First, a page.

But we should also reject all calls to strip the agency and dignity from the mourning families as well. I am not mature enough in the faith to so quickly pass the burden of judgment to God. But I am inspired by those family members to grow in that direction. I am a Christian because of the black church and black faith. When I was far from God, it was the unashamedly Christian black culture, movies, and music of people like Lauryn Hill and Fred Hammond that introduced me to Jesus. It is the black church that so consistently embodies the confounding, radical love of Jesus. What other American community today displays less shame, less reservation, less self-awareness about proclaiming the Christian faith? I will not turn the Bride of the living Christ into a cultural artifact.
We serve a God who will make evil scatter with light, who is the answer to every skeptic’s questions, and who is renewing all things. The Charleston family members could forgive because they believe that fateful night in the upper room of Mother Emanuel was not the end of their loved ones’ stories. The Charleston victims are as they were: in the kingdom of God, beloved by him, their greatest longings realized.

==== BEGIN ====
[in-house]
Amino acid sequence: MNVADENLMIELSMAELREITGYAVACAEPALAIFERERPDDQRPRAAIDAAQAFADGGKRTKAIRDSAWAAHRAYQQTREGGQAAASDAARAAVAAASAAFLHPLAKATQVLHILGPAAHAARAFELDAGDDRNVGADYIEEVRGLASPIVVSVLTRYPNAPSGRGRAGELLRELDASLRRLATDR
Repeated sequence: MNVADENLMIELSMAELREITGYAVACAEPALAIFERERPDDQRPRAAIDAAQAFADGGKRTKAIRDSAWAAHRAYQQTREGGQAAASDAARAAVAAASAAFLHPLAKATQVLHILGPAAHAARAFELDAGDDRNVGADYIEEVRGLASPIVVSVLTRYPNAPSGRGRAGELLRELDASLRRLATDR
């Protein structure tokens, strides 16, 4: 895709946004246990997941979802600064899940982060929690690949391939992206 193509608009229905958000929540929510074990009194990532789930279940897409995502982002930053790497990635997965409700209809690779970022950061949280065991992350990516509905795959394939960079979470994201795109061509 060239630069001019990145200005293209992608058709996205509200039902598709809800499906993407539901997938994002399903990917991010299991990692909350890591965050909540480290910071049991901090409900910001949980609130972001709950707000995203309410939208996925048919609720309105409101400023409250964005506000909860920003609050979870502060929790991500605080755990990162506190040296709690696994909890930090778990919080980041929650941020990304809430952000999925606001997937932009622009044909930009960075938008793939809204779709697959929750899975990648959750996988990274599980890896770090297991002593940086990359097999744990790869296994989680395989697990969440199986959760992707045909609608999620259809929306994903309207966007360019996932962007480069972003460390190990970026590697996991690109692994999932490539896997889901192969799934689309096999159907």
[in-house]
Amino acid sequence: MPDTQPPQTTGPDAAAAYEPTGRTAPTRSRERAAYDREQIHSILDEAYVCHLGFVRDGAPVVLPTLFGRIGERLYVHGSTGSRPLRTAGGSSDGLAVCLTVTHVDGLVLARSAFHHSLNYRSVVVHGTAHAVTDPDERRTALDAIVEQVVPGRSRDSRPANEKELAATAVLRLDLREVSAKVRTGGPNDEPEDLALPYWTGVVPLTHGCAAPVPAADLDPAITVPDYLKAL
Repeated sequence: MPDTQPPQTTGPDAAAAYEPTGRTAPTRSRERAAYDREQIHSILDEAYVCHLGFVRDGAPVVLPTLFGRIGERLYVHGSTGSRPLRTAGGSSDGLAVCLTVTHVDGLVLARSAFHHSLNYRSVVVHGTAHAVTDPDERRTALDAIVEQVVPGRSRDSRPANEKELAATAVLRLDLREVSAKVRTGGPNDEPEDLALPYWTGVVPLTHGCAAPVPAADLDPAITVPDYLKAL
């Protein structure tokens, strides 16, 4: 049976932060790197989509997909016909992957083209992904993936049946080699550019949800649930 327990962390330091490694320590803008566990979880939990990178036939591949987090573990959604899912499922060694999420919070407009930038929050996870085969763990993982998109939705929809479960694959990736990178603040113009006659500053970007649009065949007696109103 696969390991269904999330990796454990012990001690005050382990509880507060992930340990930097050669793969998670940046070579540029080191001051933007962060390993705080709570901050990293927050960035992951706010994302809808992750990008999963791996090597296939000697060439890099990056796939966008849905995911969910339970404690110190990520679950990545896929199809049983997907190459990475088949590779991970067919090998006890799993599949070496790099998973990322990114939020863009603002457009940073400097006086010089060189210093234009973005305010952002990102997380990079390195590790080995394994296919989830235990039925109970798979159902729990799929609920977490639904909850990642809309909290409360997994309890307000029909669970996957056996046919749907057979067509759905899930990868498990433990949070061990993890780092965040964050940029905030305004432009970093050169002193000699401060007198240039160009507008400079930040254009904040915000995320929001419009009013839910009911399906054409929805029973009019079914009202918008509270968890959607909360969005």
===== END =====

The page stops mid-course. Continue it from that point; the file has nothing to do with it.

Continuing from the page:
In 1957, after he was imprisoned during the Montgomery bus boycott, Dr. King delivered a sermon at Dexter Avenue Baptist Church on the imperative of forgiveness. In the conclusion of his case for forgiveness, a case that relied heavily on Thurman’s argument made eight years earlier, King exhorted his audience:
My friends, we have followed the so-called practical way for too long a time now, and it has led inexorably to deeper confusion and chaos. Time is cluttered with the wreckage of communities which surrendered to hatred and violence. For the salvation of our nation and the salvation of mankind, we must follow another way.
Nadine Collier, Anthony Thompson, and the others in Charleston follow another way. As inconvenient and irrational as it might be to some pundits and activists, they have no right to recast the radical love displayed in Charleston in any other light.
Michael Wear led President Obama's faith outreach during the 2012 presidential campaign and now works as a consultant and writer in Washington, D.C. Follow him on Twitter @MichaelRWear.